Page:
A History Of Squash At Apawamis: An Ongoing Tradition Of Excellence   
by Rob Dinerman

Dateline March 29, 2012 --- This coming weekend will mark the first time that the U. S. National Doubles Championship, which began in 1933 and has been held every subsequent year other than a World War II-caused three-year hiatus from 1943-45, will be hosted by the Apawamis Club, which over the years has been a dynamic and prominent beehive of squash-related activity and accomplishment, on the part of both its professional staff and its membership. In addition to the enormously successful junior program for which the club has for many years been recognized,  Apawamis has also achieved noteworthy distinction for the racquet-sports accomplishments of many of its members and for the quartet of luminaries who have served as its head squash professional during the 72-year period from 1940 to the present, as well as for the high-profile and hugely popular men’s and women’s amateur and professional singles and doubles tournaments it has held, this weekend’s 77th edition of this major doubles championship being the latest such prime example.

   The intimate and cozy original squash facility (two hardball singles courts, one doubles court and a small alcove for the pro to handle court-reservation bookings), constructed in 1938 with the financial backing of a group of prominent members headed by then-president Bayard Reed, has metamorphosed into the current squash player’s paradise that emerged from the massive expansion from fall 2008 to spring 2009, featuring five international singles courts, two doubles courts (no other New York metropolitan-area facility has more than one), a sizable fitness area with all the latest top-of-the-line equipment and a spacious pro shop. And the vitality and energy that fueled the original venture nearly three-quarters of a century ago has also increased logarithmically from that long-past period to the present time.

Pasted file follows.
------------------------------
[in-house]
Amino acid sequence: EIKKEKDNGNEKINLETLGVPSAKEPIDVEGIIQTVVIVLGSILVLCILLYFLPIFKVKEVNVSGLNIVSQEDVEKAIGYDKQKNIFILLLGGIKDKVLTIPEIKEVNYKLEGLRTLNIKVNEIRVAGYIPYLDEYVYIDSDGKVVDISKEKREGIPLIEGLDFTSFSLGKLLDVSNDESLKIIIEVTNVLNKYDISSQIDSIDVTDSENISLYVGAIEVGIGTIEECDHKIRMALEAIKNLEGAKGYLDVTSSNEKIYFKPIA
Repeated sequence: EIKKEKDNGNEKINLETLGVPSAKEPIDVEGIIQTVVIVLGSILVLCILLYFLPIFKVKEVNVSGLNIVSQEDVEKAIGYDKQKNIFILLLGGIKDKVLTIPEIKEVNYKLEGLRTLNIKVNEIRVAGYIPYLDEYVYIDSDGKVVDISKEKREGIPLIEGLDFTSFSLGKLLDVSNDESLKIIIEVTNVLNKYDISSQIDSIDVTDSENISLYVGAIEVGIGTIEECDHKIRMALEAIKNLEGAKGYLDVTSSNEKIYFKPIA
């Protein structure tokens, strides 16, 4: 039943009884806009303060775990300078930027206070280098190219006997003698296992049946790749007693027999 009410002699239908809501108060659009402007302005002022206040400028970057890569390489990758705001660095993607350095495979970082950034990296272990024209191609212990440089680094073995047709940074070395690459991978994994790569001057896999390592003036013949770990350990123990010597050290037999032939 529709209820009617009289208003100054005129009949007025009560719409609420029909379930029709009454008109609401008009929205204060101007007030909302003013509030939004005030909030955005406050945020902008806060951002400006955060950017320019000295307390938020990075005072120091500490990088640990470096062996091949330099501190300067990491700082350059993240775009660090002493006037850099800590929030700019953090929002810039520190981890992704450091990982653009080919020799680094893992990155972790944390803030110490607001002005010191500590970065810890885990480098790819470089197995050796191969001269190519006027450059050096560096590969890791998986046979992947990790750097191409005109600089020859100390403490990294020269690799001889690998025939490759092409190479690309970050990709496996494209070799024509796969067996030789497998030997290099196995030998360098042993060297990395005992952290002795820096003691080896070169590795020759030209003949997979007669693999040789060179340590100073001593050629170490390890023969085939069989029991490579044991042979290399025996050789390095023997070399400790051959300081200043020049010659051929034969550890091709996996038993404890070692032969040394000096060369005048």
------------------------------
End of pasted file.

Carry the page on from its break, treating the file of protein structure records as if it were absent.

The Allan Cummings era as the head racquets professional at Apawamis extended 33 years, from 1940 until his retirement in 1973. He was one of three Cummings brothers to hold this status for several simultaneous decades at a New York-region private club --- George Cummings was the head pro at the University Club of New York and Lester Cummings, a four-time winner of the North American Pro title during the late-1930’s and early-1940’s, was in charge at the Field Club Of Greenwich, the original training ground for the epic squash and tennis career of none other than Apawamis’s own Peter S. Briggs.

   The famed Cummings Cup, a friendly singles/doubles tournament between amateur members of Apawamis, the Field Club, the Greenwich Country Club and Round Hill, was created in the early 1950’s as a way of honoring these three siblings, all of whom remained at their posts until they were well into their 60’s.  This annual event was dominated by Apawamis for over a decade into the mid-1990’s, after which, due to the demise of hardball singles, the Clubs ceased competing for the Cup.

  When Allan Cummings retired in 1973, the position was inherited by Larry Hilbert, one of Cummings’s assistant pros at the time and a tennis standout at Fordham (where he has since been inducted into the Fordham Hall of Fame) who played on the satellite pro circuit for several years before deciding to concentrate on squash. Hilbert was a gifted athlete who attained a top-ten ranking on the World Pro Squash Association (WPSA) circuit during the late 1970’s and early 1980’s when that tour was getting established.

    Indeed, it was to a considerable extent at Hilbert’s initiative, supported by then-Squash Committee Chairman and multiple-times Apawamis singles and doubles champion Gibbs Kane, that in 1980 the Apawamis Invitational, which for decades had flourished as one of the most popular events on the amateur schedule, became a significant stop on the WPSA tour, a standing it held all the way through the final WPSA 1994-95 campaign. Hilbert himself, who had won the event the prior year in ’79, took WPSA No. 1 and eventual champion Sharif Khan to five games in a thrilling quarterfinal in that inaugural 1980 pro tourney to the thunderous applause of a gallery that was packed with members cheering their torch-bearer on.